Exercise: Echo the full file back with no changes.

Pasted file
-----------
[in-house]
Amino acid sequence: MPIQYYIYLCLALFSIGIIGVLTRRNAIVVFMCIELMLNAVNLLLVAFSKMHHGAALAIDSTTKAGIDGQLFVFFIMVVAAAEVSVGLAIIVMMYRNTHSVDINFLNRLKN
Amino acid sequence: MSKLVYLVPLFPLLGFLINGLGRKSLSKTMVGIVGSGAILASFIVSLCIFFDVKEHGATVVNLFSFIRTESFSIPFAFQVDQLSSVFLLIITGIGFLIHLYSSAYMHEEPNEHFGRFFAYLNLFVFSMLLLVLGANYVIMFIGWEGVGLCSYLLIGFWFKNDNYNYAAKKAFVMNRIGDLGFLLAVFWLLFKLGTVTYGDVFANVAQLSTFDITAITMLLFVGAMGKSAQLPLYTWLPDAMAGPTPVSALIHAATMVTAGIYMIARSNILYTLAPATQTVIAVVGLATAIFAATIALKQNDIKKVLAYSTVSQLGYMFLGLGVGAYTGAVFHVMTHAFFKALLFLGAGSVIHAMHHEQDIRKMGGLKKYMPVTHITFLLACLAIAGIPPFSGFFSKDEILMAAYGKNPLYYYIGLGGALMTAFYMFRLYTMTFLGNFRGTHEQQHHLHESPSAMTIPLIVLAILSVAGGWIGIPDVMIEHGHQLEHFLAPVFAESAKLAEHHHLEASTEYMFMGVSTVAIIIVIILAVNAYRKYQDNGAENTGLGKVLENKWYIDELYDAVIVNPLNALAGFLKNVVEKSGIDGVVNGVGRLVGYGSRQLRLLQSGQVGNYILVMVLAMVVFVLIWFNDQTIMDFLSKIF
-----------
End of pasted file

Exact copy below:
[in-house]
Amino acid sequence: MPIQYYIYLCLALFSIGIIGVLTRRNAIVVFMCIELMLNAVNLLLVAFSKMHHGAALAIDSTTKAGIDGQLFVFFIMVVAAAEVSVGLAIIVMMYRNTHSVDINFLNRLKN
Amino acid sequence: MSKLVYLVPLFPLLGFLINGLGRKSLSKTMVGIVGSGAILASFIVSLCIFFDVKEHGATVVNLFSFIRTESFSIPFAFQVDQLSSVFLLIITGIGFLIHLYSSAYMHEEPNEHFGRFFAYLNLFVFSMLLLVLGANYVIMFIGWEGVGLCSYLLIGFWFKNDNYNYAAKKAFVMNRIGDLGFLLAVFWLLFKLGTVTYGDVFANVAQLSTFDITAITMLLFVGAMGKSAQLPLYTWLPDAMAGPTPVSALIHAATMVTAGIYMIARSNILYTLAPATQTVIAVVGLATAIFAATIALKQNDIKKVLAYSTVSQLGYMFLGLGVGAYTGAVFHVMTHAFFKALLFLGAGSVIHAMHHEQDIRKMGGLKKYMPVTHITFLLACLAIAGIPPFSGFFSKDEILMAAYGKNPLYYYIGLGGALMTAFYMFRLYTMTFLGNFRGTHEQQHHLHESPSAMTIPLIVLAILSVAGGWIGIPDVMIEHGHQLEHFLAPVFAESAKLAEHHHLEASTEYMFMGVSTVAIIIVIILAVNAYRKYQDNGAENTGLGKVLENKWYIDELYDAVIVNPLNALAGFLKNVVEKSGIDGVVNGVGRLVGYGSRQLRLLQSGQVGNYILVMVLAMVVFVLIWFNDQTIMDFLSKIF